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Items: 1 to 20 of 117

1.

In vivo physiological and transcriptional profiling reveals host responses to Clostridium difficile toxin A and toxin B.

D'Auria KM, Kolling GL, Donato GM, Warren CA, Gray MC, Hewlett EL, Papin JA.

Infect Immun. 2013 Oct;81(10):3814-24. doi: 10.1128/IAI.00869-13. Epub 2013 Jul 29.

2.

Intrarectal instillation of Clostridium difficile toxin A triggers colonic inflammation and tissue damage: development of a novel and efficient mouse model of Clostridium difficile toxin exposure.

Hirota SA, Iablokov V, Tulk SE, Schenck LP, Becker H, Nguyen J, Al Bashir S, Dingle TC, Laing A, Liu J, Li Y, Bolstad J, Mulvey GL, Armstrong GD, MacNaughton WK, Muruve DA, MacDonald JA, Beck PL.

Infect Immun. 2012 Dec;80(12):4474-84. doi: 10.1128/IAI.00933-12. Epub 2012 Oct 8.

3.

Defining the Roles of TcdA and TcdB in Localized Gastrointestinal Disease, Systemic Organ Damage, and the Host Response during Clostridium difficile Infections.

Carter GP, Chakravorty A, Pham Nguyen TA, Mileto S, Schreiber F, Li L, Howarth P, Clare S, Cunningham B, Sambol SP, Cheknis A, Figueroa I, Johnson S, Gerding D, Rood JI, Dougan G, Lawley TD, Lyras D.

MBio. 2015 Jun 2;6(3):e00551. doi: 10.1128/mBio.00551-15.

4.

Systems analysis of the transcriptional response of human ileocecal epithelial cells to Clostridium difficile toxins and effects on cell cycle control.

D'Auria KM, Donato GM, Gray MC, Kolling GL, Warren CA, Cave LM, Solga MD, Lannigan JA, Papin JA, Hewlett EL.

BMC Syst Biol. 2012 Jan 6;6:2. doi: 10.1186/1752-0509-6-2.

5.

Effects of Clostridium difficile toxin A and B on human T lymphocyte migration.

Wu D, Joyee AG, Nandagopal S, Lopez M, Ma X, Berry J, Lin F.

Toxins (Basel). 2013 May 3;5(5):926-38. doi: 10.3390/toxins5050926.

6.

High temporal resolution of glucosyltransferase dependent and independent effects of Clostridium difficile toxins across multiple cell types.

D'Auria KM, Bloom MJ, Reyes Y, Gray MC, van Opstal EJ, Papin JA, Hewlett EL.

BMC Microbiol. 2015 Feb 4;15:7. doi: 10.1186/s12866-015-0361-4.

7.

The repetitive oligopeptide sequences modulate cytopathic potency but are not crucial for cellular uptake of Clostridium difficile toxin A.

Olling A, Goy S, Hoffmann F, Tatge H, Just I, Gerhard R.

PLoS One. 2011 Mar 18;6(3):e17623. doi: 10.1371/journal.pone.0017623.

8.

The protective effect of recombinant Lactococcus lactis oral vaccine on a Clostridium difficile-infected animal model.

Yang XQ, Zhao YG, Chen XQ, Jiang B, Sun DY.

BMC Gastroenterol. 2013 Jul 17;13:117. doi: 10.1186/1471-230X-13-117.

9.

New multiplex PCR method for the detection of Clostridium difficile toxin A (tcdA) and toxin B (tcdB) and the binary toxin (cdtA/cdtB) genes applied to a Danish strain collection.

Persson S, Torpdahl M, Olsen KE.

Clin Microbiol Infect. 2008 Nov;14(11):1057-64. doi: 10.1111/j.1469-0691.2008.02092.x. Erratum in: Clin Microbiol Infect. 2009 Mar;15(3):296.

10.

An optimized, synthetic DNA vaccine encoding the toxin A and toxin B receptor binding domains of Clostridium difficile induces protective antibody responses in vivo.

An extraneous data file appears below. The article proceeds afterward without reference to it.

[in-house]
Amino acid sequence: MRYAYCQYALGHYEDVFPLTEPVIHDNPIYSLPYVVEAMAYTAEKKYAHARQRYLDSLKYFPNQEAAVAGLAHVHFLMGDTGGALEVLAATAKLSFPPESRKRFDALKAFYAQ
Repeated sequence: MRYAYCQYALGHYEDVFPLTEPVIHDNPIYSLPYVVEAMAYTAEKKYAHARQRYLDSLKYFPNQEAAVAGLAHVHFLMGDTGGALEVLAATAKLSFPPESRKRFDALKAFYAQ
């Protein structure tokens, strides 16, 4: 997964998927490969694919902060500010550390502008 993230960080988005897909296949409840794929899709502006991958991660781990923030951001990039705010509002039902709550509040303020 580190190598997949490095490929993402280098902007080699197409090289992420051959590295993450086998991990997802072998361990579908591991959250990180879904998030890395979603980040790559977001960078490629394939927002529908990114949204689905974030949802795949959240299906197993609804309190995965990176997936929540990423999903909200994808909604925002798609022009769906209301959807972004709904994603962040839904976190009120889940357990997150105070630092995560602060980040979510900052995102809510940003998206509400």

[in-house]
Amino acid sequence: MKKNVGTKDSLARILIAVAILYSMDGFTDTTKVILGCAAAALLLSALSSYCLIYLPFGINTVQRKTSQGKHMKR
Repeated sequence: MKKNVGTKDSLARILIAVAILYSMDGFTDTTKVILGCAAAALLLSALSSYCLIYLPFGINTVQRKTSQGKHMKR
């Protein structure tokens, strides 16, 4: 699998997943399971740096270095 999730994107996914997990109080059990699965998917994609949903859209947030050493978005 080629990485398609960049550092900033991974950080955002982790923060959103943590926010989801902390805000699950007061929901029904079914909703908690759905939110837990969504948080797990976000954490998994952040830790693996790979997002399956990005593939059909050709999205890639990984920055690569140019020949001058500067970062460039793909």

Baliban SM, Michael A, Shammassian B, Mudakha S, Khan AS, Cocklin S, Zentner I, Latimer BP, Bouillaut L, Hunter M, Marx P, Sardesai NY, Welles SL, Jacobson JM, Weiner DB, Kutzler MA.

Infect Immun. 2014 Oct;82(10):4080-91. doi: 10.1128/IAI.01950-14. Epub 2014 Jul 14.

11.

Systemic dissemination of Clostridium difficile toxins A and B is associated with severe, fatal disease in animal models.

Steele J, Chen K, Sun X, Zhang Y, Wang H, Tzipori S, Feng H.

J Infect Dis. 2012 Feb 1;205(3):384-91. doi: 10.1093/infdis/jir748. Epub 2011 Dec 5.

12.

Expression of recombinant Clostridium difficile toxin A and B in Bacillus megaterium.

Yang G, Zhou B, Wang J, He X, Sun X, Nie W, Tzipori S, Feng H.

BMC Microbiol. 2008 Nov 6;8:192. doi: 10.1186/1471-2180-8-192.

13.

The second messenger cyclic Di-GMP regulates Clostridium difficile toxin production by controlling expression of sigD.

McKee RW, Mangalea MR, Purcell EB, Borchardt EK, Tamayo R.

J Bacteriol. 2013 Nov;195(22):5174-85. doi: 10.1128/JB.00501-13. Epub 2013 Sep 13.

14.

The enterotoxicity of Clostridium difficile toxins.

Sun X, Savidge T, Feng H.

Toxins (Basel). 2010 Jul;2(7):1848-80. doi: 10.3390/toxins2071848. Epub 2010 Jul 14. Review.

15.

Contribution of adenosine A(2B) receptors in Clostridium difficile intoxication and infection.

Warren CA, Li Y, Calabrese GM, Freire RS, Zaja-Milatovic S, van Opstal E, Figler RA, Linden J, Guerrant RL.

Infect Immun. 2012 Dec;80(12):4463-73. doi: 10.1128/IAI.00782-12. Epub 2012 Oct 8.

16.

Toxin gene analysis of a variant strain of Clostridium difficile that causes human clinical disease.

Sambol SP, Merrigan MM, Lyerly D, Gerding DN, Johnson S.

Infect Immun. 2000 Oct;68(10):5480-7.

17.

Clostridium difficile toxins: mechanism of action and role in disease.

Voth DE, Ballard JD.

Clin Microbiol Rev. 2005 Apr;18(2):247-63. Review.

18.

Human hypervirulent Clostridium difficile strains exhibit increased sporulation as well as robust toxin production.

Merrigan M, Venugopal A, Mallozzi M, Roxas B, Viswanathan VK, Johnson S, Gerding DN, Vedantam G.

J Bacteriol. 2010 Oct;192(19):4904-11. doi: 10.1128/JB.00445-10. Epub 2010 Jul 30.

19.

Release of TcdA and TcdB from Clostridium difficile cdi 630 is not affected by functional inactivation of the tcdE gene.

Olling A, Seehase S, Minton NP, Tatge H, Schröter S, Kohlscheen S, Pich A, Just I, Gerhard R.

Microb Pathog. 2012 Jan;52(1):92-100. doi: 10.1016/j.micpath.2011.10.009. Epub 2011 Nov 17.

20.

Identification of an epithelial cell receptor responsible for Clostridium difficile TcdB-induced cytotoxicity.

LaFrance ME, Farrow MA, Chandrasekaran R, Sheng J, Rubin DH, Lacy DB.

Proc Natl Acad Sci U S A. 2015 Jun 2;112(22):7073-8. doi: 10.1073/pnas.1500791112. Epub 2015 May 18.

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